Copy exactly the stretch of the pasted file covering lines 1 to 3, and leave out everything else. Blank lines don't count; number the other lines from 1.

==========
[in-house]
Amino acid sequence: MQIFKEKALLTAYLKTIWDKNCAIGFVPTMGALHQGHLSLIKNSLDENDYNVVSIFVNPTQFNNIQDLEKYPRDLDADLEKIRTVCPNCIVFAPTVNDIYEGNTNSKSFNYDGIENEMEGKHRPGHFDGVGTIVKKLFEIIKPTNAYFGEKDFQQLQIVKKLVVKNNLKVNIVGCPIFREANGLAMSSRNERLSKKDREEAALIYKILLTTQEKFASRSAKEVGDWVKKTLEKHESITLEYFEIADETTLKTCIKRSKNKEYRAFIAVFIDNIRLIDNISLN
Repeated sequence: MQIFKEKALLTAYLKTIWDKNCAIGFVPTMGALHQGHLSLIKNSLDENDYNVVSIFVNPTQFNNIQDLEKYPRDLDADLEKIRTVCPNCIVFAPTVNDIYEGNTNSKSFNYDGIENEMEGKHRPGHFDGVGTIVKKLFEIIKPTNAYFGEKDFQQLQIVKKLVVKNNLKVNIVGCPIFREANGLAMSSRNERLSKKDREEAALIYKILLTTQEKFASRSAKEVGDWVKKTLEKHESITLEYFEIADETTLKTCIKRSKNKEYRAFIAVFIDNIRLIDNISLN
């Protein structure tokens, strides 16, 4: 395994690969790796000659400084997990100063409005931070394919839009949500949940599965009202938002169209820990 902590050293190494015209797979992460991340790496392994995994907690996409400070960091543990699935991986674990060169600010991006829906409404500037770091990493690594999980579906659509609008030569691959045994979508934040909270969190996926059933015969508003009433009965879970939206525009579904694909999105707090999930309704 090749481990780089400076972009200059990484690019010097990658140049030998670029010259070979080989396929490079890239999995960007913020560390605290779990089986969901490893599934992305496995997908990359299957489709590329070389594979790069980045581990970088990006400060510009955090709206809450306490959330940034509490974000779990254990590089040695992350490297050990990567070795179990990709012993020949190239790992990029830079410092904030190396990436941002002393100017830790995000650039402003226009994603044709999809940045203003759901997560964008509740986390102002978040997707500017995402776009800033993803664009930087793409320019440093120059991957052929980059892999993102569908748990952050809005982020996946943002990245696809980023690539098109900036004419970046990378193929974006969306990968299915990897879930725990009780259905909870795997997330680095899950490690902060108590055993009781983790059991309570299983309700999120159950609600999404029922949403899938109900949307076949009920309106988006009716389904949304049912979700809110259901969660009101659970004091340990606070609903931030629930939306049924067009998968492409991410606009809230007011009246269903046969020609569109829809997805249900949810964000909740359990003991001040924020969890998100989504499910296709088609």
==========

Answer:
[in-house]
Amino acid sequence: MQIFKEKALLTAYLKTIWDKNCAIGFVPTMGALHQGHLSLIKNSLDENDYNVVSIFVNPTQFNNIQDLEKYPRDLDADLEKIRTVCPNCIVFAPTVNDIYEGNTNSKSFNYDGIENEMEGKHRPGHFDGVGTIVKKLFEIIKPTNAYFGEKDFQQLQIVKKLVVKNNLKVNIVGCPIFREANGLAMSSRNERLSKKDREEAALIYKILLTTQEKFASRSAKEVGDWVKKTLEKHESITLEYFEIADETTLKTCIKRSKNKEYRAFIAVFIDNIRLIDNISLN
Repeated sequence: MQIFKEKALLTAYLKTIWDKNCAIGFVPTMGALHQGHLSLIKNSLDENDYNVVSIFVNPTQFNNIQDLEKYPRDLDADLEKIRTVCPNCIVFAPTVNDIYEGNTNSKSFNYDGIENEMEGKHRPGHFDGVGTIVKKLFEIIKPTNAYFGEKDFQQLQIVKKLVVKNNLKVNIVGCPIFREANGLAMSSRNERLSKKDREEAALIYKILLTTQEKFASRSAKEVGDWVKKTLEKHESITLEYFEIADETTLKTCIKRSKNKEYRAFIAVFIDNIRLIDNISLN